One of Hong Kong's most influential campaigners for democracy and human rights, Szeto Wah, has died after a long battle with cancer, aged 79.
He was a leading campaigner for the victims of Beijing's 1989 crackdown on protesters at Tiananmen Square.
Known as Uncle Wah, he was also a voice for mainland dissidents jailed by the Chinese government.
Originally a teacher, he started his political career as a leader of one Hong Kong's largest teachers' unions.
Along with others, he organised the Hong Kong Alliance in Support of Democratic Movements in China, which he headed until his death, and which routinely criticised Beijing for human-rights abuses.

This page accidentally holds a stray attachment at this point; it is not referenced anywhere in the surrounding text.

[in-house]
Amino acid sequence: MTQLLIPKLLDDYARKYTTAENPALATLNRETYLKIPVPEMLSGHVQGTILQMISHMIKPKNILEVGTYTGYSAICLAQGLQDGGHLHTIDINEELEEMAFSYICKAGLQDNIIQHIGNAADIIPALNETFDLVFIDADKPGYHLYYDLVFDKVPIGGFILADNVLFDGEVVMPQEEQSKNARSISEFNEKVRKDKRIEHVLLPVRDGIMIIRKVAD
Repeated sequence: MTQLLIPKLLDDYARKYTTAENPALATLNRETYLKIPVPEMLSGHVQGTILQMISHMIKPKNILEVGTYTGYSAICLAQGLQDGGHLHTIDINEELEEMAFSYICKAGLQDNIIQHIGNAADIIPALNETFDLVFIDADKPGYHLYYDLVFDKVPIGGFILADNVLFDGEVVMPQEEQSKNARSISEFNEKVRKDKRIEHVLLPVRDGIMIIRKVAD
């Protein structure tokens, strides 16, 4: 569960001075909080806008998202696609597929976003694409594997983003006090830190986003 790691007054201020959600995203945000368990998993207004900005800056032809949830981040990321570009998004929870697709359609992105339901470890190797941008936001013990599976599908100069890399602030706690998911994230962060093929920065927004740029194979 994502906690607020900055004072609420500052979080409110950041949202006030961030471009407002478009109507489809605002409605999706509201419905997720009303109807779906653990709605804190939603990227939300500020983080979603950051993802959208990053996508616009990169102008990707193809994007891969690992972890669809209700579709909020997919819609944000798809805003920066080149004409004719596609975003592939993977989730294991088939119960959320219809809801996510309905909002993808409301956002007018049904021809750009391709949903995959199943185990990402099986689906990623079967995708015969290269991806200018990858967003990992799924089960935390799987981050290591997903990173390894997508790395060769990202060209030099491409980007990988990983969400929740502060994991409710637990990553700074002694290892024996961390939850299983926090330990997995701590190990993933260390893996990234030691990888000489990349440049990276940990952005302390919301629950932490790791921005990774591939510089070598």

A core member of the leading Democratic Party, he served as a legislator for almost 20 years.
The chief executive of Hong Kong, Donald Tsang, said Mr Szeto would be "dearly missed".
"Passionate about China and Hong Kong, Mr Szeto Wah was devoted in promoting democracy. Upright, industrious and unwavering in the pursuit of his ideals, Mr Szeto earned great respect from across the community," he said.